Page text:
Exhibition on view April 20–August 4, 2019
at YBCA: First Floor Galleries
and at SFMOMA: Floor 7 and Haas Jr. Atrium
SAN FRANCISCO (November 15, 2018) — Throughout her prolific career, Los Angeles–based artist Suzanne Lacy has used community organizing strategies and media interventions to create dialogue-based performances about pressing social issues, including feminism, violence against women, racism, and labor rights. A pioneer of social practice — a field that she has helped define through her performances and art installations, writings, and teachings — she organizes public encounters that combine intensive dialogue and collaborative choreography.
Suzanne Lacy: We Are Here, co-organized by Yerba Buena Center for the Arts (YBCA) and the San Francisco Museum of Modern Art (SFMOMA), is the first full retrospective of the artist’s career. It is conceived as one exhibition at two venues.
At SFMOMA, Suzanne Lacy: We Are Here explores nearly five decades of the artist’s work, from her earliest performances, objects, and photographs in the 1970s to her latest immersive video installations. YBCA’s presentation updates Lacy’s key collaborative projects from the 1990s, including an in-depth revisiting of The Oakland Projects (1991–2001), a series on youth representation, media education, and policy; the show includes new works by Bay Area youth-centered organizations and artists.
Jointly curated by SFMOMA Curator of Media Arts Rudolf Frieling, YBCA Curator at Large Lucía Sanromán, and Director of the Institute for Contemporary Art at Virginia Commonwealth University and former Curator of Education and Public Practice at SFMOMA Dominic Willsdon, Suzanne Lacy: We Are Here will be on view at YBCA and SFMOMA April 20 through August 4, 2019.
“Fittingly co-organized by a renowned museum and civically focused arts center, this retrospective of Lacy’s work aims to continue YBCA’s commitment to public life, complemented by the rigorous review of a fifty-year career that the partnership with SFMOMA makes possible,” remarks Sanromán. “We are also exploring the social and political legacy of Lacy’s work, particularly as it relates to the current context of youth, feminist, and labor issues in the Bay Area.”
“Reflecting three years of research and close work with the artist, the exhibition addresses participation and the relationship between socially engaged practice and public life from a variety of perspectives and approaches,” says Frieling. “Acknowledging the importance of social practice for the history of contemporary art is overdue.”
For its presentation, YBCA departs from the traditional retrospective format, proposing instead an experimental approach to authorship and participation inspired by Lacy’s own commitment to collaborative creation. The Oakland Projects (1991–2001) and La piel de la memoria / Skin of Memory (1999) are presented at YBCA as a point of entry into youth culture and activism in the Bay Area from the 1990s to today. Both are long-term projects and performances where Lacy and her many collaborators worked with government, education, and social service agencies to engage with youth and address the structural stresses inherent in urban spaces. The Oakland Projects was a series of educational programs and performances that gave young people of color tools to create their own media images that countered the negative representations of youth prevalent in the media in the 1990s. La piel de la memoria took place in Medellín, Colombia, and contributed to the creation of a civic process to address systems of violence and trauma.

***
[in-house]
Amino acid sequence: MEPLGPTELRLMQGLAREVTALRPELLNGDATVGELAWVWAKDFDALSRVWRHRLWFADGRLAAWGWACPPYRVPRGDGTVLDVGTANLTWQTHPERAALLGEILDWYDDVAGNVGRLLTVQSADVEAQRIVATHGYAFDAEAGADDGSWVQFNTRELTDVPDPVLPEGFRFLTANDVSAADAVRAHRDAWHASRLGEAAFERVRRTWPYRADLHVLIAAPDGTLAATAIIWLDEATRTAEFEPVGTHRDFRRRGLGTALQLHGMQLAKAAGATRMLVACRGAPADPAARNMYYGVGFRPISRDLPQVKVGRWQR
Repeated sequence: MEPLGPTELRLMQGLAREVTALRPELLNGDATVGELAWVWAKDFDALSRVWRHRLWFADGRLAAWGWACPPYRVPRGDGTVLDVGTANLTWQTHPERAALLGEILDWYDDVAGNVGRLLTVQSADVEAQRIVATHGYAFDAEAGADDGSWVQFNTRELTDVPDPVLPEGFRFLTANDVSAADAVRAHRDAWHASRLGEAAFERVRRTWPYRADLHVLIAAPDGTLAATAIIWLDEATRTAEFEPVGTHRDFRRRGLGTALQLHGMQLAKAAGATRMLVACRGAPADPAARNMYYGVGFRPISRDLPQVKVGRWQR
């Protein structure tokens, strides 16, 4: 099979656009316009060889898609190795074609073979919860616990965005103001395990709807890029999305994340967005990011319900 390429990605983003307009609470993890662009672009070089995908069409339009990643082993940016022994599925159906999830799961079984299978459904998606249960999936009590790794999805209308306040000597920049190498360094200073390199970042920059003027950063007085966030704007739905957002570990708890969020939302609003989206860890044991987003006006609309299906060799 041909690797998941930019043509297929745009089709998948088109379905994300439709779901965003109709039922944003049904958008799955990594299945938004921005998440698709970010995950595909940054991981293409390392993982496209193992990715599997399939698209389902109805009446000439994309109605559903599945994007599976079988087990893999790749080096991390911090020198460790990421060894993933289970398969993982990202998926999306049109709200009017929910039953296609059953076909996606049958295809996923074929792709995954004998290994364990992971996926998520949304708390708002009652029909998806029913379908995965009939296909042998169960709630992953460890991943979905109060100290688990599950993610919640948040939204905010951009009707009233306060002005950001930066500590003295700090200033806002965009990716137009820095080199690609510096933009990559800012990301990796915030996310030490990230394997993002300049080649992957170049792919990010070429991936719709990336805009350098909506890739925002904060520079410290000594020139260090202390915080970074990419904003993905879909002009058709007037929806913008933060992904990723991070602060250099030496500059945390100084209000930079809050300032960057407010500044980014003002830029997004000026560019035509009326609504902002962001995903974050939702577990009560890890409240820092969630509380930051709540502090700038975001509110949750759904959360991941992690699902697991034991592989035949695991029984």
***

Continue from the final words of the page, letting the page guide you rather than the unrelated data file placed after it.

For Suzanne Lacy: We Are Here, the artist has invited former participants in The Oakland Projects to reflect on their processes and relationships and consider how to represent their work more than eighteen years after the project’s conclusion. Central to the YBCA presentation is the inclusion of three local youth arts and activist organizations: San Francisco–based Youth Speaks, Berkeley-founded Youth Radio, and Oakland-based Center for Media Justice. Alongside contemporary Bay Area artists currently working with youth, these collaborators will create new works that reflect on the urgent issues affecting young people today, including the influence of social media, restorative justice, and the consequences of the Bay Area’s accelerated gentrification.
“The Oakland Projects was specifically focused on youth, education, government, and health practices and policies in relation to communities of color,” explains Sanromán. “We want to feature today’s youth work and make present the projects of these organizations that are concerned with equity.”
At SFMOMA, the retrospective encompasses the diverse range of mediums that Lacy has explored throughout her career, including performance, photography, film, sculpture, video installation, drawing, artist’s books, and ephemera. It features approximately seventy solo and collaborative works, from Lacy’s earliest projects in the 1970s to her latest video installations, including the world premiere of De tu puño y letra (By Your Own Hand, 2015/2019), which draws from letters written by Ecuadorian women about their experiences of violence, and the US debut of The Circle and the Square (2017), which explores the racial consequences of globalized capitalism in England.